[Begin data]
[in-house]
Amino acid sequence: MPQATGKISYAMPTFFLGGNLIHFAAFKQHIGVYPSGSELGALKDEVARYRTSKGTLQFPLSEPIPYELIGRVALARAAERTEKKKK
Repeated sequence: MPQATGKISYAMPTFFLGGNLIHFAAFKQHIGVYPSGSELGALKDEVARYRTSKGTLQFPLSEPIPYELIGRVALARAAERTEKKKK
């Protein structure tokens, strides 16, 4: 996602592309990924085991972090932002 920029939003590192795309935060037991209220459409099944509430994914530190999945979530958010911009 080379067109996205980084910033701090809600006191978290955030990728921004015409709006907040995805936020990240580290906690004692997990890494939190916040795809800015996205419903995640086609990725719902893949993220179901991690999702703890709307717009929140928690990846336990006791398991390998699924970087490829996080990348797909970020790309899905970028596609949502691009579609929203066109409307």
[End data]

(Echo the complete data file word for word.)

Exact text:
[in-house]
Amino acid sequence: MPQATGKISYAMPTFFLGGNLIHFAAFKQHIGVYPSGSELGALKDEVARYRTSKGTLQFPLSEPIPYELIGRVALARAAERTEKKKK
Repeated sequence: MPQATGKISYAMPTFFLGGNLIHFAAFKQHIGVYPSGSELGALKDEVARYRTSKGTLQFPLSEPIPYELIGRVALARAAERTEKKKK
């Protein structure tokens, strides 16, 4: 996602592309990924085991972090932002 920029939003590192795309935060037991209220459409099944509430994914530190999945979530958010911009 080379067109996205980084910033701090809600006191978290955030990728921004015409709006907040995805936020990240580290906690004692997990890494939190916040795809800015996205419903995640086609990725719902893949993220179901991690999702703890709307717009929140928690990846336990006791398991390998699924970087490829996080990348797909970020790309899905970028596609949502691009579609929203066109409307």